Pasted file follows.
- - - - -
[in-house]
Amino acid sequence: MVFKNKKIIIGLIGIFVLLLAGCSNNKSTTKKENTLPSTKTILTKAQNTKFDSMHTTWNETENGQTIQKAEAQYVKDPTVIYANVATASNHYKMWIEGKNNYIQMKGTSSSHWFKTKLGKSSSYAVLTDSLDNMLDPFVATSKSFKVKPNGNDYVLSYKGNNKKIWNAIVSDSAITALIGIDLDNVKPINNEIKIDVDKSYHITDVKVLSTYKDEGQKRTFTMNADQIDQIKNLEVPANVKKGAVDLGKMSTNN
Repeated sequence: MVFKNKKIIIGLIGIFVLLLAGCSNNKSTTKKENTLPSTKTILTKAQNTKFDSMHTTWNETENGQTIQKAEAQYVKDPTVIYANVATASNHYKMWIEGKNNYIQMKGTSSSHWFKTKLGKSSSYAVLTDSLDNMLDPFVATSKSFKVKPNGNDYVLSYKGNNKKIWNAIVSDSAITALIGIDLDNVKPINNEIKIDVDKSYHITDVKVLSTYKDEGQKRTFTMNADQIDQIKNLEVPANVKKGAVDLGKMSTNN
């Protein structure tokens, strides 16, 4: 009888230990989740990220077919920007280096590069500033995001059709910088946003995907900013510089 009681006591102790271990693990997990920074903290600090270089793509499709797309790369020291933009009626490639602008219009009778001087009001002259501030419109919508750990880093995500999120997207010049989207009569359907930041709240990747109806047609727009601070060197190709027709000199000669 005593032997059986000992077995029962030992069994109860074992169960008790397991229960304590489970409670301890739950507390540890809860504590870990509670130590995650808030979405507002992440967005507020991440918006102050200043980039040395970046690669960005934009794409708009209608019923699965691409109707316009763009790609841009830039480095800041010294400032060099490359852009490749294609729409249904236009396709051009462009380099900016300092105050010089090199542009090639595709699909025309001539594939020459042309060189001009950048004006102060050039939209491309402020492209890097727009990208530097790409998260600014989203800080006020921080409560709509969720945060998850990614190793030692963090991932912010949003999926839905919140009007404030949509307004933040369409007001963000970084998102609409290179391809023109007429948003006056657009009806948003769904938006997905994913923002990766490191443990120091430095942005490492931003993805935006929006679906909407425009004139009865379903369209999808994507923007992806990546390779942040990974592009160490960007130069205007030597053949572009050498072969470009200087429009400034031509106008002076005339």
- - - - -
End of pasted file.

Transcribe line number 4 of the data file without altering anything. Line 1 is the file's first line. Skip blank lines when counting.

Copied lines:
């Protein structure tokens, strides 16, 4: 009888230990989740990220077919920007280096590069500033995001059709910088946003995907900013510089 009681006591102790271990693990997990920074903290600090270089793509499709797309790369020291933009009626490639602008219009009778001087009001002259501030419109919508750990880093995500999120997207010049989207009569359907930041709240990747109806047609727009601070060197190709027709000199000669 005593032997059986000992077995029962030992069994109860074992169960008790397991229960304590489970409670301890739950507390540890809860504590870990509670130590995650808030979405507002992440967005507020991440918006102050200043980039040395970046690669960005934009794409708009209608019923699965691409109707316009763009790609841009830039480095800041010294400032060099490359852009490749294609729409249904236009396709051009462009380099900016300092105050010089090199542009090639595709699909025309001539594939020459042309060189001009950048004006102060050039939209491309402020492209890097727009990208530097790409998260600014989203800080006020921080409560709509969720945060998850990614190793030692963090991932912010949003999926839905919140009007404030949509307004933040369409007001963000970084998102609409290179391809023109007429948003006056657009009806948003769904938006997905994913923002990766490191443990120091430095942005490492931003993805935006929006679906909407425009004139009865379903369209999808994507923007992806990546390779942040990974592009160490960007130069205007030597053949572009050498072969470009200087429009400034031509106008002076005339």